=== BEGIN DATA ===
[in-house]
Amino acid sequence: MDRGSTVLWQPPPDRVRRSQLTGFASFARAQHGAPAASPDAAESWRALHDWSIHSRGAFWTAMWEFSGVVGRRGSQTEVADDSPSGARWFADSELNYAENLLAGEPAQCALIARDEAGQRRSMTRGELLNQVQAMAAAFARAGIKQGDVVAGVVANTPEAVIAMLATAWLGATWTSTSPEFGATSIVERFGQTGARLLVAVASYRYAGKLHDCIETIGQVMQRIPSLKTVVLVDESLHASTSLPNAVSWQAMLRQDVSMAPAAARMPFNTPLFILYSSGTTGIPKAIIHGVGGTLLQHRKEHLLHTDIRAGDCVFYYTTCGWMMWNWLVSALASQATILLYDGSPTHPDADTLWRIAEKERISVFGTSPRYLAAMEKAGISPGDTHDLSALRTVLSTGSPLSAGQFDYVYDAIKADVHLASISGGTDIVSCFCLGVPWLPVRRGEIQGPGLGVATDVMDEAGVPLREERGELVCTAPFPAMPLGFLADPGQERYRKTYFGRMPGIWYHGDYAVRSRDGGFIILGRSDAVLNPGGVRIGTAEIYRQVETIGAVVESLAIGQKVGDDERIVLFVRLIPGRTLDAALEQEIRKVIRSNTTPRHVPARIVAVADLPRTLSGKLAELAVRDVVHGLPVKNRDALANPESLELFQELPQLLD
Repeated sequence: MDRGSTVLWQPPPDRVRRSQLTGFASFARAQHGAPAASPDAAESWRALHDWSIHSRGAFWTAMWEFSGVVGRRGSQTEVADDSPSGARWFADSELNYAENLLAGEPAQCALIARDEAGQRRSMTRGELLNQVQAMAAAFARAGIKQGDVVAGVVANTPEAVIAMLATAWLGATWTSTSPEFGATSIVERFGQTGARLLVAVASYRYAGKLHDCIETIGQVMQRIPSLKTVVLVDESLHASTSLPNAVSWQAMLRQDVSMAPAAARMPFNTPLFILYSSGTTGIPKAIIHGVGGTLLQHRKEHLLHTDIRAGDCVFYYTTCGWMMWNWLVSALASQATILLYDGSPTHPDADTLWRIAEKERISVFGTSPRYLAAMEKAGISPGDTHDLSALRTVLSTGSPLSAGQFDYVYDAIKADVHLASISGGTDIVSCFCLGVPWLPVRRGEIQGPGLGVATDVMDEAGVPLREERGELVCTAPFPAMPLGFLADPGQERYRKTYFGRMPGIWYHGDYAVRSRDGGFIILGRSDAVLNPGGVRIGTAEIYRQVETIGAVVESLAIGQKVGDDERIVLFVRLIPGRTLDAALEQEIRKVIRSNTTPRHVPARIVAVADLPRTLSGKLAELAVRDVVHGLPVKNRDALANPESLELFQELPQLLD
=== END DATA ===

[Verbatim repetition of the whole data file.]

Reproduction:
[in-house]
Amino acid sequence: MDRGSTVLWQPPPDRVRRSQLTGFASFARAQHGAPAASPDAAESWRALHDWSIHSRGAFWTAMWEFSGVVGRRGSQTEVADDSPSGARWFADSELNYAENLLAGEPAQCALIARDEAGQRRSMTRGELLNQVQAMAAAFARAGIKQGDVVAGVVANTPEAVIAMLATAWLGATWTSTSPEFGATSIVERFGQTGARLLVAVASYRYAGKLHDCIETIGQVMQRIPSLKTVVLVDESLHASTSLPNAVSWQAMLRQDVSMAPAAARMPFNTPLFILYSSGTTGIPKAIIHGVGGTLLQHRKEHLLHTDIRAGDCVFYYTTCGWMMWNWLVSALASQATILLYDGSPTHPDADTLWRIAEKERISVFGTSPRYLAAMEKAGISPGDTHDLSALRTVLSTGSPLSAGQFDYVYDAIKADVHLASISGGTDIVSCFCLGVPWLPVRRGEIQGPGLGVATDVMDEAGVPLREERGELVCTAPFPAMPLGFLADPGQERYRKTYFGRMPGIWYHGDYAVRSRDGGFIILGRSDAVLNPGGVRIGTAEIYRQVETIGAVVESLAIGQKVGDDERIVLFVRLIPGRTLDAALEQEIRKVIRSNTTPRHVPARIVAVADLPRTLSGKLAELAVRDVVHGLPVKNRDALANPESLELFQELPQLLD
Repeated sequence: MDRGSTVLWQPPPDRVRRSQLTGFASFARAQHGAPAASPDAAESWRALHDWSIHSRGAFWTAMWEFSGVVGRRGSQTEVADDSPSGARWFADSELNYAENLLAGEPAQCALIARDEAGQRRSMTRGELLNQVQAMAAAFARAGIKQGDVVAGVVANTPEAVIAMLATAWLGATWTSTSPEFGATSIVERFGQTGARLLVAVASYRYAGKLHDCIETIGQVMQRIPSLKTVVLVDESLHASTSLPNAVSWQAMLRQDVSMAPAAARMPFNTPLFILYSSGTTGIPKAIIHGVGGTLLQHRKEHLLHTDIRAGDCVFYYTTCGWMMWNWLVSALASQATILLYDGSPTHPDADTLWRIAEKERISVFGTSPRYLAAMEKAGISPGDTHDLSALRTVLSTGSPLSAGQFDYVYDAIKADVHLASISGGTDIVSCFCLGVPWLPVRRGEIQGPGLGVATDVMDEAGVPLREERGELVCTAPFPAMPLGFLADPGQERYRKTYFGRMPGIWYHGDYAVRSRDGGFIILGRSDAVLNPGGVRIGTAEIYRQVETIGAVVESLAIGQKVGDDERIVLFVRLIPGRTLDAALEQEIRKVIRSNTTPRHVPARIVAVADLPRTLSGKLAELAVRDVVHGLPVKNRDALANPESLELFQELPQLLD